The Function-Inversion Problem: Barriers and Opportunities

  • Henry Corrigan-Gibbs
  • Dmitry KoganEmail author
Conference paper
Part of the Lecture Notes in Computer Science book series (LNCS, volume 11891)


The task of function inversion is central to cryptanalysis: breaking block ciphers, forging signatures, and cracking password hashes are all special cases of the function-inversion problem. In 1980, Hellman showed that it is possible to invert a random function \(f{:}\,[N] \rightarrow [N]\) in time \(T = \widetilde{O}(N^{2/3})\) given only \(S = \widetilde{O}(N^{2/3})\) bits of precomputed advice about f. Hellman’s algorithm is the basis for the popular “Rainbow Tables” technique (Oechslin 2003), which achieves the same asymptotic cost and is widely used in practical cryptanalysis.

Is Hellman’s method the best possible algorithm for inverting functions with preprocessed advice? The best known lower bound, due to Yao (1990), shows that \(ST = \widetilde{\Omega }(N)\), which still admits the possibility of an \(S = T = \widetilde{O}(N^{1/2})\) attack. There remains a long-standing and vexing gap between Hellman’s \(N^{2/3}\) upper bound and Yao’s \(N^{1/2}\) lower bound. Understanding the feasibility of an \(S = T = N^{1/2}\) algorithm is cryptanalytically relevant since such an algorithm could perform a key-recovery attack on AES-128 in time \(2^{64}\) using a precomputed table of size \(2^{64}\).

For the past 29 years, there has been no progress either in improving Hellman’s algorithm or in strengthening Yao’s lower bound. In this work, we connect function inversion to problems in other areas of theory to (1) explain why progress may be difficult and (2) explore possible ways forward.

Our results are as follows:
  • We show that any improvement on Yao’s lower bound on function-inversion algorithms will imply new lower bounds on depth-two circuits with arbitrary gates. Further, we show that proving strong lower bounds on non-adaptive function-inversion algorithms would imply breakthrough circuit lower bounds on linear-size log-depth circuits.

  • We take first steps towards the study of the injective function-inversion problem, which has manifold cryptographic applications. In particular, we show that improved algorithms for breaking PRGs with preprocessing would give improved algorithms for inverting injective functions with preprocessing.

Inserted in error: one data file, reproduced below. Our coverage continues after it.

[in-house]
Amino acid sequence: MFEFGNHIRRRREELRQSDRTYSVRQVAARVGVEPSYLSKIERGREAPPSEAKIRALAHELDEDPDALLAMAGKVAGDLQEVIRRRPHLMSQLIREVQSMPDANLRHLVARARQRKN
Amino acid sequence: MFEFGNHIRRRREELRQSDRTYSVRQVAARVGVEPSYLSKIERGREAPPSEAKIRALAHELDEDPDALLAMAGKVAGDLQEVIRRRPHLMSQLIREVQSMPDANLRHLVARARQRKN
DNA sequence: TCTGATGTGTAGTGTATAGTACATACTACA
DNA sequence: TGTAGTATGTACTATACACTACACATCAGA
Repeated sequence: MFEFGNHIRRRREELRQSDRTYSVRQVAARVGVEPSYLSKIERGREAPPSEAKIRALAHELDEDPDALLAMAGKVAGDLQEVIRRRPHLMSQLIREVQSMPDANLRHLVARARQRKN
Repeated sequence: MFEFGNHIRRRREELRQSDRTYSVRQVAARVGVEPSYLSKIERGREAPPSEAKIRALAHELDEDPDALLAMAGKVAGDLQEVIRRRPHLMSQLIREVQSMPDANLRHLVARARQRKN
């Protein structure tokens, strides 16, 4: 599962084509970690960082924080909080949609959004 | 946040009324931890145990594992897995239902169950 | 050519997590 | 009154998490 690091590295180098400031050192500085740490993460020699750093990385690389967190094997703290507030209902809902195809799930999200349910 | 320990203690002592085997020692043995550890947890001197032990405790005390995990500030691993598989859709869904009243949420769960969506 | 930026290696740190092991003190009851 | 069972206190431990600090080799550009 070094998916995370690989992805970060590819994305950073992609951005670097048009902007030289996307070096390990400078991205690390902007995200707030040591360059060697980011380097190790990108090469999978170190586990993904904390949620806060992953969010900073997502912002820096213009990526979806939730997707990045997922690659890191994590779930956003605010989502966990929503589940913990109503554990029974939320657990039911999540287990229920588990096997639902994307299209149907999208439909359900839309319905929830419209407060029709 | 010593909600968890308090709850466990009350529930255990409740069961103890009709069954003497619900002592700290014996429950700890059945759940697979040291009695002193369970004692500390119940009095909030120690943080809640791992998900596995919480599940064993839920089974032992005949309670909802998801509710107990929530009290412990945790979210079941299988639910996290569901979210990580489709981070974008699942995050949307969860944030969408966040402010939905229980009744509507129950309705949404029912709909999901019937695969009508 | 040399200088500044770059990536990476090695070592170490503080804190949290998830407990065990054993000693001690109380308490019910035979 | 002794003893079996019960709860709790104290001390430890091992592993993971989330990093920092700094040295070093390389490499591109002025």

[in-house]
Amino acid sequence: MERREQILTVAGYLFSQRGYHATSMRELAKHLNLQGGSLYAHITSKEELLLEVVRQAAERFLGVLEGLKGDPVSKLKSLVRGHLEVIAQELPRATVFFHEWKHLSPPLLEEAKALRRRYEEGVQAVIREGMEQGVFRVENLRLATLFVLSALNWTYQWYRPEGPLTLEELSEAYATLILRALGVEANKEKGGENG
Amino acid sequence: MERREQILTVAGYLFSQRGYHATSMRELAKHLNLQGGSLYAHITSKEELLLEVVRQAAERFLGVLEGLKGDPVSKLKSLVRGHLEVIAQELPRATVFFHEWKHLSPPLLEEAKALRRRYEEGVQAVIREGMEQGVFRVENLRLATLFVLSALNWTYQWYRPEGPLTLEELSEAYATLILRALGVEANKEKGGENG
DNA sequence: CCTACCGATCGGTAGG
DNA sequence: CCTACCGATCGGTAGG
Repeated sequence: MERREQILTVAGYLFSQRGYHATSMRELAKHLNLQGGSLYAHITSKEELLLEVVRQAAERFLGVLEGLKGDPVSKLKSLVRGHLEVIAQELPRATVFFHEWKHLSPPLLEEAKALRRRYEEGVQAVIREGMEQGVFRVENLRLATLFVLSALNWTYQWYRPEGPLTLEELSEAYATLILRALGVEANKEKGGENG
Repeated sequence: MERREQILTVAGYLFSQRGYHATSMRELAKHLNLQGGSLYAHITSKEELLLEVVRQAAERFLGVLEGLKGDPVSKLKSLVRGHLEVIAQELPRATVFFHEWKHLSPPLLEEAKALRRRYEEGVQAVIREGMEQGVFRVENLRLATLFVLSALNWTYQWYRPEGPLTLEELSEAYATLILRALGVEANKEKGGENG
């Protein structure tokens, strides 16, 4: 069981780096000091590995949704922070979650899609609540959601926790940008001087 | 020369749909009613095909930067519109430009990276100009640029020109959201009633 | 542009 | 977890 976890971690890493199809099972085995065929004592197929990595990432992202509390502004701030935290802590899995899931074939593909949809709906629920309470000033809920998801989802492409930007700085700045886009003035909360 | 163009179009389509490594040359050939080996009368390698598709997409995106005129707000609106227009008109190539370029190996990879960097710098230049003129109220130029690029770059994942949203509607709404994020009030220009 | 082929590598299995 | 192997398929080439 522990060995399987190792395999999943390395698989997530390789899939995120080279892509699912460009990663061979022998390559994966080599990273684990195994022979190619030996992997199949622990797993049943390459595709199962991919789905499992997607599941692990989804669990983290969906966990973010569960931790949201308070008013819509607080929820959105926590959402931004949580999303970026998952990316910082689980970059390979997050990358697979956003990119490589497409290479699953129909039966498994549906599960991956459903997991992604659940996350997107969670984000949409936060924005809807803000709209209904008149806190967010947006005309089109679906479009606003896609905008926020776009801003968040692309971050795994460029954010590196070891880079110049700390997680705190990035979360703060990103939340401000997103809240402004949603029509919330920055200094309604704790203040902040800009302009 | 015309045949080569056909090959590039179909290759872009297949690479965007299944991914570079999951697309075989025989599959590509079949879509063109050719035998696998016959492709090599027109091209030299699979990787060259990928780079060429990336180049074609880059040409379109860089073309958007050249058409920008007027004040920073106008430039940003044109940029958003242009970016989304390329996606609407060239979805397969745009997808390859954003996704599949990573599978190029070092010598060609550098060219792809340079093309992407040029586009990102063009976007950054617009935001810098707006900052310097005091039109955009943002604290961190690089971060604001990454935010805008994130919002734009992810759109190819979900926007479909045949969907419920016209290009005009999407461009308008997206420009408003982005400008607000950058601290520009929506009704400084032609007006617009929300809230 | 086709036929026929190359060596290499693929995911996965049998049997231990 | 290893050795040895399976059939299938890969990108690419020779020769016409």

• Finally, we show that function inversion is closely related to well-studied problems in communication complexity and data structures. Through these connections we immediately obtain the best known algorithms for problems in these domains.



We would like to thank Dan Boneh for encouraging us to investigate whether Hellman’s method can be improved and for his continued advice as we undertook this project. Iftach Haitner gave us meaningful guidance on our research process early on and, along with Ronen Shaltiel, suggested many possible approaches towards proving new lower bounds. Joshua Brakensiek, Joshua Brody, Clément Canonne, Andrew Drucker, Michael Kim, Peter Bro Miltersen, Ilya Mironov, Omer Reingold, Avishay Tal, Li-Yang Tan, and David Wu made a number of suggestions that improved the presentation of our results. Finally, we would like to thank the anonymous TCC reviewers for their many constructive comments. This work was supported by CISPA, DARPA, NSF, ONR, and the Simons Foundation.


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Copyright information

© International Association for Cryptologic Research 2019

Authors and Affiliations

  1. 1.Stanford UniversityStanfordUSA

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